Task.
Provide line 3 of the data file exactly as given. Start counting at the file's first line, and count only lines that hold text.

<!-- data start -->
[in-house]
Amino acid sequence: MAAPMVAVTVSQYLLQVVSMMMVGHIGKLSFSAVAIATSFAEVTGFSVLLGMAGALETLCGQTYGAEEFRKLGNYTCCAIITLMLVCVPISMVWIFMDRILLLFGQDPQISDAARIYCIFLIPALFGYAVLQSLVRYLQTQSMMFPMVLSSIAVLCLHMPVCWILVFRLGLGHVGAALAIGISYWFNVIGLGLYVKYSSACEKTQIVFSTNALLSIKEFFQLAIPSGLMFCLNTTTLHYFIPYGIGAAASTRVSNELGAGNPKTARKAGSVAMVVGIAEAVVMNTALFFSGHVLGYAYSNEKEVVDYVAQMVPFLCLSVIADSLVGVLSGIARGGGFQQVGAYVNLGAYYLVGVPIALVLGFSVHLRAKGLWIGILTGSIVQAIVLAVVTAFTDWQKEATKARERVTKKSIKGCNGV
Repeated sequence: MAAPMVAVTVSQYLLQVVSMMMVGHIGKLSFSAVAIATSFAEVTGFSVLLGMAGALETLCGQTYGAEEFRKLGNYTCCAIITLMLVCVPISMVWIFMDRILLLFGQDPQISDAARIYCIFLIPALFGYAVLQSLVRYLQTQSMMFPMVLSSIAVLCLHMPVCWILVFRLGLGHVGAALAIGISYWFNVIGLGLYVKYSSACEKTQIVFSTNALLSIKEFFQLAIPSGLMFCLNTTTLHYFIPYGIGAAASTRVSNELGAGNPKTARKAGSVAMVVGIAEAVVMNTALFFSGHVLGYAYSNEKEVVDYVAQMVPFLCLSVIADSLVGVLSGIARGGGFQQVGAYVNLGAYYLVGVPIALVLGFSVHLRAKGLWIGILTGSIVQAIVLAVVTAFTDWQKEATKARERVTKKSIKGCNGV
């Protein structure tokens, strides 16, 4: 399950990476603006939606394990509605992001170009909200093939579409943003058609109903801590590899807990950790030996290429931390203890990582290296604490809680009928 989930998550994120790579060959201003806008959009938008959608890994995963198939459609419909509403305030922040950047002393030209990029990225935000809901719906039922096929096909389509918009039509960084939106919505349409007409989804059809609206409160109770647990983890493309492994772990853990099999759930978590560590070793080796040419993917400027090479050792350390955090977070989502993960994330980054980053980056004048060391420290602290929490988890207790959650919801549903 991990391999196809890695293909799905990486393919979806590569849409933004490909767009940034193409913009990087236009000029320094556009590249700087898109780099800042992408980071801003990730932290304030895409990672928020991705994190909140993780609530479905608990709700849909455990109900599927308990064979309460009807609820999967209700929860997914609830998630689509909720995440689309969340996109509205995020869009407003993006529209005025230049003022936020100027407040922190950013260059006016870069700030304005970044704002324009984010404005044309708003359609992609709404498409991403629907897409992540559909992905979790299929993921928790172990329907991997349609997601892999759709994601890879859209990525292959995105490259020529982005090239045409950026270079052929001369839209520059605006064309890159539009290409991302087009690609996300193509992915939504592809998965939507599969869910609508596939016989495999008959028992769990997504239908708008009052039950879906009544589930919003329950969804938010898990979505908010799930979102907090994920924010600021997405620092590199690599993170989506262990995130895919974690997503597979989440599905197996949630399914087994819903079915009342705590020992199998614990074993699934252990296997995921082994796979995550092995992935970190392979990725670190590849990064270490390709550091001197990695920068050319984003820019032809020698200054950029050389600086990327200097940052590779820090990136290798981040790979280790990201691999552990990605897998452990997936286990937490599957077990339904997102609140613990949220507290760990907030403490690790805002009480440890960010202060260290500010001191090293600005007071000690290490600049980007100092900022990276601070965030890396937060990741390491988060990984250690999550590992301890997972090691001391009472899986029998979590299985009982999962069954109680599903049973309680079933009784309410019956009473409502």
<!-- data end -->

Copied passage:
Repeated sequence: MAAPMVAVTVSQYLLQVVSMMMVGHIGKLSFSAVAIATSFAEVTGFSVLLGMAGALETLCGQTYGAEEFRKLGNYTCCAIITLMLVCVPISMVWIFMDRILLLFGQDPQISDAARIYCIFLIPALFGYAVLQSLVRYLQTQSMMFPMVLSSIAVLCLHMPVCWILVFRLGLGHVGAALAIGISYWFNVIGLGLYVKYSSACEKTQIVFSTNALLSIKEFFQLAIPSGLMFCLNTTTLHYFIPYGIGAAASTRVSNELGAGNPKTARKAGSVAMVVGIAEAVVMNTALFFSGHVLGYAYSNEKEVVDYVAQMVPFLCLSVIADSLVGVLSGIARGGGFQQVGAYVNLGAYYLVGVPIALVLGFSVHLRAKGLWIGILTGSIVQAIVLAVVTAFTDWQKEATKARERVTKKSIKGCNGV